That is the question in the latest of French playwright Florian Zeller’s short, teasing plays to cross the channel. Again directed by Lindsay Posner and translated by Christopher Hampton, this is almost a mirror image of his earlier “The Truth”, with (if you were lucky enough to catch that last year) an unexpected added layer of confusion as Alexander Hanson (who then played a squirming Michel to such excellent effect) has taken on the role of Paul at the eleventh hour after James Dreyfus had to withdraw on medical advice.

“The Lie” features the same four characters (two long – and apparently very happily – married middle class couples) but this time takes place in a single location – the chic Paris flat where Paul and Alice are about to host an intimate dinner party for his best friend Michel (a publisher) and his wife, Laurence (an underused Alexandra Gilbreath in a striking dress) . But Alice (a suitably tense Samantha Bond – who just happens to be married to Hanson in real life!) isn’t looking forward to it – she’s spotted Michel kissing another woman in the street and thinks she ought to tell Laurence. But is it kinder to warn her friend or (as Paul vehemently insists) to keep up the pretence that everything is perfect and that love and lies go hand in hand?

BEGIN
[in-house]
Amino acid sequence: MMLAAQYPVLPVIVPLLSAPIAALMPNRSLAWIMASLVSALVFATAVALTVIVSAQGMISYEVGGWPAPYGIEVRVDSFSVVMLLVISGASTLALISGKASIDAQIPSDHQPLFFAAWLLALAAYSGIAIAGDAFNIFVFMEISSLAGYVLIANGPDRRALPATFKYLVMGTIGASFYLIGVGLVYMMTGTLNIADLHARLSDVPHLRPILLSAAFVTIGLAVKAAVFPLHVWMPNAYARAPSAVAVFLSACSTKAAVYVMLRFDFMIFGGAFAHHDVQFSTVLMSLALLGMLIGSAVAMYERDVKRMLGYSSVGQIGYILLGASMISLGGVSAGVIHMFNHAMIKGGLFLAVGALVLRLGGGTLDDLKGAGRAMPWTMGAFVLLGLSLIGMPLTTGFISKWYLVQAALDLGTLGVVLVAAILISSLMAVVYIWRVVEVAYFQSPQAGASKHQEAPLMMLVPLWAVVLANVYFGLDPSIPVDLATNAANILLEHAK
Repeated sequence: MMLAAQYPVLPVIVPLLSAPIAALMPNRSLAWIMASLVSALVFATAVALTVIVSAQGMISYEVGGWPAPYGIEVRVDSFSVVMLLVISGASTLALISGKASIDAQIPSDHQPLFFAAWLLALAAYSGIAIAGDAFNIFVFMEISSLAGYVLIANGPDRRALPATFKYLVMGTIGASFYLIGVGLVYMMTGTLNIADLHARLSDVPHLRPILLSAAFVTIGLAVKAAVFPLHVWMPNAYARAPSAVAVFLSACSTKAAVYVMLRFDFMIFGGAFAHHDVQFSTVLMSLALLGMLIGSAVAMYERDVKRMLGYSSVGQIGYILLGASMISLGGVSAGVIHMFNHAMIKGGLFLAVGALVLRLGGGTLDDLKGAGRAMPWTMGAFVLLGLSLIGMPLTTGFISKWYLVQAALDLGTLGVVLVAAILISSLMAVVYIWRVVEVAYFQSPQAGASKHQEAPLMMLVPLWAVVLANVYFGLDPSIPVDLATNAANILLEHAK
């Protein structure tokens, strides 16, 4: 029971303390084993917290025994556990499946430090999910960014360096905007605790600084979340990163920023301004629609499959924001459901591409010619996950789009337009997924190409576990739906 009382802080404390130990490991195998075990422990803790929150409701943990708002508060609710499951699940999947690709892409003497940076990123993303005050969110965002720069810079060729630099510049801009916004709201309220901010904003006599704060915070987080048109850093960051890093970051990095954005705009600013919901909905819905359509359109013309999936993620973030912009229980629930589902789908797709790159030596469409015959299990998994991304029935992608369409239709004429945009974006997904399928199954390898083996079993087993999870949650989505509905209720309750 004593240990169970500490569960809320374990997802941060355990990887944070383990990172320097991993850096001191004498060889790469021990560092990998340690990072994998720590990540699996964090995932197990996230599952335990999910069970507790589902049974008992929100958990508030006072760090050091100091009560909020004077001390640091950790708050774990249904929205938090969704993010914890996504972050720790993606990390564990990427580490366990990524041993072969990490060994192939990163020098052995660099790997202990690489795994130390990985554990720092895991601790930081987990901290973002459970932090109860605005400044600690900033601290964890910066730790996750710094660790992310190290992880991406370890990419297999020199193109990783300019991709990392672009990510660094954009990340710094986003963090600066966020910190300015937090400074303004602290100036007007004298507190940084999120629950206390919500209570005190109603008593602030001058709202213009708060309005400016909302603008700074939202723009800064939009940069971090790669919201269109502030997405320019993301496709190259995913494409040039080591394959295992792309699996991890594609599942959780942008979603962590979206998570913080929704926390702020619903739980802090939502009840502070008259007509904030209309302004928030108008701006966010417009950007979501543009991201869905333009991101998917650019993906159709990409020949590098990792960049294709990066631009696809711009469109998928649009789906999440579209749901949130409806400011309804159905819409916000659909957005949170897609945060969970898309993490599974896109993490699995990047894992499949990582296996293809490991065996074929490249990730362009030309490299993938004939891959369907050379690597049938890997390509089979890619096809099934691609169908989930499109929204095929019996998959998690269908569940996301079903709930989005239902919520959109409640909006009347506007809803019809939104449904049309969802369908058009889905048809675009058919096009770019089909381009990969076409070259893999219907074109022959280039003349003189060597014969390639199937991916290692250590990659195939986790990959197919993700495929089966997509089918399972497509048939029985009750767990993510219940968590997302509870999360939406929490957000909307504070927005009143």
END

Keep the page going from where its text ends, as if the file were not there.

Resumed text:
As one would expect from Zeller, nothing is quite as it seems in this elegant, well-acted game of deceit and confession. Enjoyable?  Definitely – but, ironically, this sophisticated comedy of marital infidelity is probably even more fun if you haven’t seen its predecessor.

The Lie”, in this case, proves less convincing than “The Truth”  

Menier Chocolate Factory, 53 Southwark Street, SE1 1RU

Tube: – London Bridge

Until 18th November 2017  

£40.00 plus premier seats & £50.00 meal deals